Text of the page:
Thursday, March 19, 2009

FAQ: How does NCLB count math and reading?

Reader Mary Rudd asked:
When we say we will only "count" NCLB areas of reading and math, are we saying that we will only look at the proficiency numbers for targeted populations or are we saying that we will look at all students' results in math and reading? Perhaps I have not taken the time to read carefully enough, but I haven't seen an explanation of what is actually meant by that portion of the decision.
Under the federal No Child Left Behind Act, school have annual objectives in reading and math only. The objectives are defined as the percent of students who reach the proficient level, with no credit for students who are at any lower level. Schools have to reach the objective for all students and for disaggregated groups--meaning white students, African-American students, Hispanic students, Asian students, students in the free-and-reduced lunch program, students with limited English proficiency, and students with disabilities.

Do notice that under those rules, the only thing that counts is getting a student past the proficiency mark. There's no credit for getting student close to proficiency but not quite there, and no credit for any further improvement once students reach proficiency. The incentive is to sort students into three groups--already proficient, nearly proficient, and far from proficient--and focus on only on the middle group that's already near the mark.

Kentucky's accountability model has been better than that, with partial credit for each step closer to proficience and extra credit for moving students to distinguished. That means the incentive is to help every child make progress every day--which is also the right thing to do.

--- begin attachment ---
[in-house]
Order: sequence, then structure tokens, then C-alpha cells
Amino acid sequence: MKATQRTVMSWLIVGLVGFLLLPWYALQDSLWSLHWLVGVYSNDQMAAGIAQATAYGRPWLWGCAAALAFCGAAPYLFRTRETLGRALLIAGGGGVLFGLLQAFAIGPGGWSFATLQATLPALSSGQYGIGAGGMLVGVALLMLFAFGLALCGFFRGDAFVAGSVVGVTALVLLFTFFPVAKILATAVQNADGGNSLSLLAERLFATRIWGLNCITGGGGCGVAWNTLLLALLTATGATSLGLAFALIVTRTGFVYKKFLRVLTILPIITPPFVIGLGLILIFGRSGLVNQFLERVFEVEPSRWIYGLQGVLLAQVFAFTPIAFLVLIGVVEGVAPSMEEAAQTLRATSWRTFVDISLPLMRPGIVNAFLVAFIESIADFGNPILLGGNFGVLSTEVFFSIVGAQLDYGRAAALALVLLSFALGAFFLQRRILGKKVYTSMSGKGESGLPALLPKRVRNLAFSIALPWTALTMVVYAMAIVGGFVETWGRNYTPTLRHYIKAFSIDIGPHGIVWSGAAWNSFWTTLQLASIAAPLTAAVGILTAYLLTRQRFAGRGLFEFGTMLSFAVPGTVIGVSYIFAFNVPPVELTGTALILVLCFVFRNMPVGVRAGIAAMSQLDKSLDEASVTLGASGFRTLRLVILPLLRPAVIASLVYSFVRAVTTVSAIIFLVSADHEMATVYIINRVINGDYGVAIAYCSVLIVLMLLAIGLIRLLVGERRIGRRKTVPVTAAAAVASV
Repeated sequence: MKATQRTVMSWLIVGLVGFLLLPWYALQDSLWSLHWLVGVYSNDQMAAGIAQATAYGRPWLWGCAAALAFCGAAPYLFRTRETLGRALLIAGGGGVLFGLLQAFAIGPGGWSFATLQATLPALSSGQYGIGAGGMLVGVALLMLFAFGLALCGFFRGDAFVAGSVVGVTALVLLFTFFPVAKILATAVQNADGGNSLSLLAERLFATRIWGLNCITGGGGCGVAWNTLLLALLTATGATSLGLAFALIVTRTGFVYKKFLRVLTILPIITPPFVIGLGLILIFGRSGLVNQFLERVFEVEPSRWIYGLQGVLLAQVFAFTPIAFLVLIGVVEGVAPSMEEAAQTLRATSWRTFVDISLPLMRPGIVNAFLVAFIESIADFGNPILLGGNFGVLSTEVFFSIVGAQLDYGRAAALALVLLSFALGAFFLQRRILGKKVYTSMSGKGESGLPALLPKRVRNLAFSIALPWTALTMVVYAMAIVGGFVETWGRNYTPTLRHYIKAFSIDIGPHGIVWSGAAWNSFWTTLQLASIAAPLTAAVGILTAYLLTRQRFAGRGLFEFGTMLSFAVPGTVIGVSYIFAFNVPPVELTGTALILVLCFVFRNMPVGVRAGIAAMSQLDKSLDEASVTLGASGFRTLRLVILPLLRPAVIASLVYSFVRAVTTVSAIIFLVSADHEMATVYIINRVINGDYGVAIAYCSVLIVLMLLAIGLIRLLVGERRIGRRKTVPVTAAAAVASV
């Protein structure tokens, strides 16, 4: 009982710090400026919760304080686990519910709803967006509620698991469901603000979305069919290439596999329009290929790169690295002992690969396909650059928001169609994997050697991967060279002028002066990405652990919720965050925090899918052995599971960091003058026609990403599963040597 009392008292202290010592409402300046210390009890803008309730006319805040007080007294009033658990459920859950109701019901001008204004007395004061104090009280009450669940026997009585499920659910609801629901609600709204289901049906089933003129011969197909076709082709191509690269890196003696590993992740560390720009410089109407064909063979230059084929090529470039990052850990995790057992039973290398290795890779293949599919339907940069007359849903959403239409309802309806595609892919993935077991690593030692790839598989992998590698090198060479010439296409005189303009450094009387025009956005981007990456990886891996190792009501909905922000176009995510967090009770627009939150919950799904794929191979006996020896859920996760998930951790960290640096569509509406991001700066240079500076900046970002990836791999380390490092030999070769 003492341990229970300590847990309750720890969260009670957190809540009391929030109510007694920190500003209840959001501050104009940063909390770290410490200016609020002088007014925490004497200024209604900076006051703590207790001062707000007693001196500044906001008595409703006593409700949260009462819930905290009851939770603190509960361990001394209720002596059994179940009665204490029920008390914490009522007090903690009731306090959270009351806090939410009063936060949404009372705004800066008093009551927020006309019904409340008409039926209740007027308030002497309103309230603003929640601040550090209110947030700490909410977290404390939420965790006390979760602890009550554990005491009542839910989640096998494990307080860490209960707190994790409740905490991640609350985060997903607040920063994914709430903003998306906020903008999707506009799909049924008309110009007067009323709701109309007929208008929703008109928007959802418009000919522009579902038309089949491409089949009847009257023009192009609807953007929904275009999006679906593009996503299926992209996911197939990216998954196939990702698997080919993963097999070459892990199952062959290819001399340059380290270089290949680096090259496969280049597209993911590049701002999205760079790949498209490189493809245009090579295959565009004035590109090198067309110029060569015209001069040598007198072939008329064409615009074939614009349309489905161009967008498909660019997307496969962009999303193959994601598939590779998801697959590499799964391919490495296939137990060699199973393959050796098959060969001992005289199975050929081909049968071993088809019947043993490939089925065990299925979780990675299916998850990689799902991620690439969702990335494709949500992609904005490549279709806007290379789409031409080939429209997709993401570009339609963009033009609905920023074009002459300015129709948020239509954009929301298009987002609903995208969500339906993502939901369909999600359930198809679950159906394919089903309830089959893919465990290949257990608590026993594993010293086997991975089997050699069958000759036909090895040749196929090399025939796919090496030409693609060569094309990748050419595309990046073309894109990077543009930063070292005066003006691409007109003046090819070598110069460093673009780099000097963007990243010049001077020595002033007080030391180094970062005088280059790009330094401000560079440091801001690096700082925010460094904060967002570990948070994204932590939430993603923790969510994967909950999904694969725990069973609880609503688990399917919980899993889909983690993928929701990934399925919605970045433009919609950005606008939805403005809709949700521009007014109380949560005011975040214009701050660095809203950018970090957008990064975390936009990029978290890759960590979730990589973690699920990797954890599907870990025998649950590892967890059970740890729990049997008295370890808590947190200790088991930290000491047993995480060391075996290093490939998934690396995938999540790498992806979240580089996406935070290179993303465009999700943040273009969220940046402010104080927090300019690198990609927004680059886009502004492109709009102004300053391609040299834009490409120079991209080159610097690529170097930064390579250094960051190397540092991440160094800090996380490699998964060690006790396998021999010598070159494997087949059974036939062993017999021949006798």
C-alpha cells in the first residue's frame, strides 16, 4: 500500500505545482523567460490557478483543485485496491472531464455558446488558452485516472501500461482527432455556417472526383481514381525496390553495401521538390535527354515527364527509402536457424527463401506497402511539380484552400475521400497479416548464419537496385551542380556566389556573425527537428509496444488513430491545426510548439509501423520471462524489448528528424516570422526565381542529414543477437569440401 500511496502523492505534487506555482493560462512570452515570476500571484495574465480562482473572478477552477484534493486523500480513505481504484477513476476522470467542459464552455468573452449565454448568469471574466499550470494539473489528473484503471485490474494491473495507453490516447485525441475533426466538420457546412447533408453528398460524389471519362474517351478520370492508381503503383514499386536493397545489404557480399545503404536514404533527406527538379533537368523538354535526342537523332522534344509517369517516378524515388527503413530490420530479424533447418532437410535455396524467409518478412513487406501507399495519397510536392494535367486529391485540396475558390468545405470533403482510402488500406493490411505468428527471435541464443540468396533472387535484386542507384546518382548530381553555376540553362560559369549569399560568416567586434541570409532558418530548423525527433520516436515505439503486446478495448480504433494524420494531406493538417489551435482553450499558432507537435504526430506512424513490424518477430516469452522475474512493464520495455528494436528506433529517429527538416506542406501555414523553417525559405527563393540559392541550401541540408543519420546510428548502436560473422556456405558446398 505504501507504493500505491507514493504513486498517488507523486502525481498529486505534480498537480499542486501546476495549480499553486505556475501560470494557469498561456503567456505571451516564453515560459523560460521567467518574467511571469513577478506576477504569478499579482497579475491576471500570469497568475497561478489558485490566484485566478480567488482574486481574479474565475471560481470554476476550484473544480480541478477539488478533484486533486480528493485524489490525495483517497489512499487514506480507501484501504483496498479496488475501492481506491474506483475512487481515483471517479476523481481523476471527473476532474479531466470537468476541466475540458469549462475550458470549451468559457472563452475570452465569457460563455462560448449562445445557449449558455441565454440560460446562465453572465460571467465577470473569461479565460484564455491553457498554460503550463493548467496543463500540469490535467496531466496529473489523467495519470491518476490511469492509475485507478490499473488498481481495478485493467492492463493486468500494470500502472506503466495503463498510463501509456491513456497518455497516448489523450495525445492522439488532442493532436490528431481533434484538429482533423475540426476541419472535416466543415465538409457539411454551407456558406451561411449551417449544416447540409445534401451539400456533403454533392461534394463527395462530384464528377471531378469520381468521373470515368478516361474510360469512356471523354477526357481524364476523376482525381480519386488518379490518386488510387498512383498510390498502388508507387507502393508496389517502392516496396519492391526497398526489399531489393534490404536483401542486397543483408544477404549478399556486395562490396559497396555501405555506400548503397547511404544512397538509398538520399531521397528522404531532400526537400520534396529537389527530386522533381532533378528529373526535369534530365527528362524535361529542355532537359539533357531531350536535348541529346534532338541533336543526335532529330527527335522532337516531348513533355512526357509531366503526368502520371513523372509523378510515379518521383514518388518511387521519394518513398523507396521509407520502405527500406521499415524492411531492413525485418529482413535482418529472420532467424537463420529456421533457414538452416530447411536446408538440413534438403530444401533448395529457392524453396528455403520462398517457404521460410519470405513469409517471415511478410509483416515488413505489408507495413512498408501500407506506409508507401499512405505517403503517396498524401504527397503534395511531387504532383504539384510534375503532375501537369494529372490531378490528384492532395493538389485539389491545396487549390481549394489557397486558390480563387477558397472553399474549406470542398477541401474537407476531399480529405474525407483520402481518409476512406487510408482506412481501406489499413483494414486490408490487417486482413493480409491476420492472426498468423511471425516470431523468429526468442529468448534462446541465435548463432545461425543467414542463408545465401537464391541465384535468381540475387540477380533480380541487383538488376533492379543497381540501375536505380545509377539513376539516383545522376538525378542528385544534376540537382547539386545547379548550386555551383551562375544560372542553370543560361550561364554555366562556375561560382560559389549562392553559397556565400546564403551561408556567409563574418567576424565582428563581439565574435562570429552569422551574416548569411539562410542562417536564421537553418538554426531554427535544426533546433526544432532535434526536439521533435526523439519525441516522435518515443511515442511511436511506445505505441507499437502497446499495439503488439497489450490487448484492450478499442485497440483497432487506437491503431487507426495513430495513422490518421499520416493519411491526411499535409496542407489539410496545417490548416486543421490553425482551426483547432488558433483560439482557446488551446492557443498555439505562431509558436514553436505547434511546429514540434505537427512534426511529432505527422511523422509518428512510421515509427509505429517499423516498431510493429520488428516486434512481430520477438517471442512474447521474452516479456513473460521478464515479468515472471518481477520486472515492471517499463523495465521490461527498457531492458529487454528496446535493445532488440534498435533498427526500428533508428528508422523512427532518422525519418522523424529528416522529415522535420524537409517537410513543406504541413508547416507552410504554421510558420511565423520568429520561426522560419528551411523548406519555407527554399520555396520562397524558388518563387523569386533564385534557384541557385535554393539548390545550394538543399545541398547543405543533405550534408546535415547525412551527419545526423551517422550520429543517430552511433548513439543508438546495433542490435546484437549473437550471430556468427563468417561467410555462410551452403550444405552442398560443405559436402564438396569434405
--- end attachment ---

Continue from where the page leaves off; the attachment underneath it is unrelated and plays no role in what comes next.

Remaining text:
For 2009, 2010, and 2011, Kentucky will use only NCLB accountability. Many teachers will ignore the incentives and continue helping all students, but do notice that the system is designed to discourage that.


  1. Susan,

    The all-or-nothing character of NCLB is a problem that has been raised elsewhere. I think many of our teachers are good enough to avoid a short period of the sort of temptations you mention, however.

    On the other hand, CATS had absolutely no penalties for gaps, while NCLB does. Because of the way the old CATS accountability index worked, a significant proportion of minority students could get left behind before a school was seriously dragged down to the point that it would face sanctions, even in 2014.

    So there were problems with both assessments.

    Perhaps when we get our new assessment program fleshed out, we can come up with a way to address both issues. Maybe something like an Accountability Index idea supplemented with minimum gap improvement requirements that work like the CATS Novice reduction requirement would meet this need.

    Any other ideas?

  2. How about an Index for each group, with a statistical "cushion" that reflects understanding that group size could affect the quality of the data? Each group should be reaching the school goal, except for getting different cushions. That would turn the heat up very high, but consequences could be modulated around the main expectation.

    Something in that vicinity might let us get back to having one set of goals in place of three. For NCLB, we'd need a federal waiver, but it would make a good application. For SB 168, schools and districts could just agree that the state-set goal is their local goal--or we could amend the law to eliminate the goal setting process and simplify school's work.


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